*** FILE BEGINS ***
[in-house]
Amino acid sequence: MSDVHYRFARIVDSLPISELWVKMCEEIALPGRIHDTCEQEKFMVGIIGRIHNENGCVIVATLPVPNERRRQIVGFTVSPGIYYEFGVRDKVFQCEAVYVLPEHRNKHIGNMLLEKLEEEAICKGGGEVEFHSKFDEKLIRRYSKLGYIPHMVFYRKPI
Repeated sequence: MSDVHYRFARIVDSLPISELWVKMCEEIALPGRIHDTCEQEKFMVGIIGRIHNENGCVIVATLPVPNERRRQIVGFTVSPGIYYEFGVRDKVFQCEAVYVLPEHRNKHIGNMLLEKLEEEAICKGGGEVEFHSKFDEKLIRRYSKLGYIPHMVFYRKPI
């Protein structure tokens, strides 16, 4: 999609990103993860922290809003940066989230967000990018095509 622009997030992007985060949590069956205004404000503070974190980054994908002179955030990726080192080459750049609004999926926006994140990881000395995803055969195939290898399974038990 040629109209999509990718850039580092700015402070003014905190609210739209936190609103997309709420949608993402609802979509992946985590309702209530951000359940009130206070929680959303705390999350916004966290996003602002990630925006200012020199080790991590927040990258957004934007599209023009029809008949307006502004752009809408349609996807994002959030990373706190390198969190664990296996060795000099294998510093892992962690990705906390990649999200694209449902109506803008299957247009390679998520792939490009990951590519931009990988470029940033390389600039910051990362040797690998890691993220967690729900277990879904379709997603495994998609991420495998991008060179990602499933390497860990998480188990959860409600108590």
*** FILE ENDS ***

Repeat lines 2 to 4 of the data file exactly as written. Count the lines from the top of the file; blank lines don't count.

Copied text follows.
Amino acid sequence: MSDVHYRFARIVDSLPISELWVKMCEEIALPGRIHDTCEQEKFMVGIIGRIHNENGCVIVATLPVPNERRRQIVGFTVSPGIYYEFGVRDKVFQCEAVYVLPEHRNKHIGNMLLEKLEEEAICKGGGEVEFHSKFDEKLIRRYSKLGYIPHMVFYRKPI
Repeated sequence: MSDVHYRFARIVDSLPISELWVKMCEEIALPGRIHDTCEQEKFMVGIIGRIHNENGCVIVATLPVPNERRRQIVGFTVSPGIYYEFGVRDKVFQCEAVYVLPEHRNKHIGNMLLEKLEEEAICKGGGEVEFHSKFDEKLIRRYSKLGYIPHMVFYRKPI
């Protein structure tokens, strides 16, 4: 999609990103993860922290809003940066989230967000990018095509 622009997030992007985060949590069956205004404000503070974190980054994908002179955030990726080192080459750049609004999926926006994140990881000395995803055969195939290898399974038990 040629109209999509990718850039580092700015402070003014905190609210739209936190609103997309709420949608993402609802979509992946985590309702209530951000359940009130206070929680959303705390999350916004966290996003602002990630925006200012020199080790991590927040990258957004934007599209023009029809008949307006502004752009809408349609996807994002959030990373706190390198969190664990296996060795000099294998510093892992962690990705906390990649999200694209449902109506803008299957247009390679998520792939490009990951590519931009990988470029940033390389600039910051990362040797690998890691993220967690729900277990879904379709997603495994998609991420495998991008060179990602499933390497860990998480188990959860409600108590």